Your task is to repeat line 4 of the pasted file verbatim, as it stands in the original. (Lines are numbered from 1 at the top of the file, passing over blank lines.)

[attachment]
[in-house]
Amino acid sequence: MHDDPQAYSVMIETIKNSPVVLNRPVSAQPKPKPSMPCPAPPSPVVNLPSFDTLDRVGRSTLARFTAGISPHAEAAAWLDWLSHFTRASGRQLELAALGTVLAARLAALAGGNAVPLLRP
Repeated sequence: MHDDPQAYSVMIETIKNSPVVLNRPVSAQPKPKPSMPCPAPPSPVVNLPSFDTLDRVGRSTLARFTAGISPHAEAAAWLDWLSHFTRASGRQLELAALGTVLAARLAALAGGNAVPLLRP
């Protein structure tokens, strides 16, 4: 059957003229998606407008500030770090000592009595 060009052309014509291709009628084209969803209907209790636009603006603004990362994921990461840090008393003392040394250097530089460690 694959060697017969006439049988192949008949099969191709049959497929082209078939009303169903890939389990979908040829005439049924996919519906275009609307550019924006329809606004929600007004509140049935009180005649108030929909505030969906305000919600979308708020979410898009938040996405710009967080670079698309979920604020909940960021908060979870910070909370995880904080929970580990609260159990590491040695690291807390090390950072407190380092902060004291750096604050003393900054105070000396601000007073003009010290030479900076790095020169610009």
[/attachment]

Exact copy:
């Protein structure tokens, strides 16, 4: 059957003229998606407008500030770090000592009595 060009052309014509291709009628084209969803209907209790636009603006603004990362994921990461840090008393003392040394250097530089460690 694959060697017969006439049988192949008949099969191709049959497929082209078939009303169903890939389990979908040829005439049924996919519906275009609307550019924006329809606004929600007004509140049935009180005649108030929909505030969906305000919600979308708020979410898009938040996405710009967080670079698309979920604020909940960021908060979870910070909370995880904080929970580990609260159990590491040695690291807390090390950072407190380092902060004291750096604050003393900054105070000396601000007073003009010290030479900076790095020169610009």